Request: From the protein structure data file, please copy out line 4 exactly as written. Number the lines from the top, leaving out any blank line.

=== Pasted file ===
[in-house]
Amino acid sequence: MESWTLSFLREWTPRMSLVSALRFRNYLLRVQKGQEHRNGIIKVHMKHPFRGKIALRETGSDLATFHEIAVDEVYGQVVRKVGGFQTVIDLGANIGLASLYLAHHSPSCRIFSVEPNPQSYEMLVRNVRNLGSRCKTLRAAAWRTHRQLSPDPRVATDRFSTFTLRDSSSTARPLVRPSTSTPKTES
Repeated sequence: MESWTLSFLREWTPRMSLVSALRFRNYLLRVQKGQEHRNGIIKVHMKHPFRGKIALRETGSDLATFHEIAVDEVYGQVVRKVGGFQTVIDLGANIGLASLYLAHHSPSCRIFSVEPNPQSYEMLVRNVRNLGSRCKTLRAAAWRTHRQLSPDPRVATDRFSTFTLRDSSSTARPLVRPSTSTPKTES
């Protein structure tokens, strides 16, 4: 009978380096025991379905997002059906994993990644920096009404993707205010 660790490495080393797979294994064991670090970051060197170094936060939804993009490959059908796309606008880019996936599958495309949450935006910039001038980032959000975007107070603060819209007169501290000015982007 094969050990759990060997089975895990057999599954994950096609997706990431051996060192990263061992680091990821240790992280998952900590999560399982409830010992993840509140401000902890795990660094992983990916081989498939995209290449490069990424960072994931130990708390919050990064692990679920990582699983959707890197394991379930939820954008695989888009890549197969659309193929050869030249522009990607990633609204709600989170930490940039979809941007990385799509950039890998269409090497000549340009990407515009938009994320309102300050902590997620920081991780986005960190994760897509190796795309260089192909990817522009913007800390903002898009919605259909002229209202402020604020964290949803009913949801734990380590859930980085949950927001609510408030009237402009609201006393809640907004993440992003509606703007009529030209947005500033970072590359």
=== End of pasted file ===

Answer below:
């Protein structure tokens, strides 16, 4: 009978380096025991379905997002059906994993990644920096009404993707205010 660790490495080393797979294994064991670090970051060197170094936060939804993009490959059908796309606008880019996936599958495309949450935006910039001038980032959000975007107070603060819209007169501290000015982007 094969050990759990060997089975895990057999599954994950096609997706990431051996060192990263061992680091990821240790992280998952900590999560399982409830010992993840509140401000902890795990660094992983990916081989498939995209290449490069990424960072994931130990708390919050990064692990679920990582699983959707890197394991379930939820954008695989888009890549197969659309193929050869030249522009990607990633609204709600989170930490940039979809941007990385799509950039890998269409090497000549340009990407515009938009994320309102300050902590997620920081991780986005960190994760897509190796795309260089192909990817522009913007800390903002898009919605259909002229209202402020604020964290949803009913949801734990380590859930980085949950927001609510408030009237402009609201006393809640907004993440992003509606703007009529030209947005500033970072590359």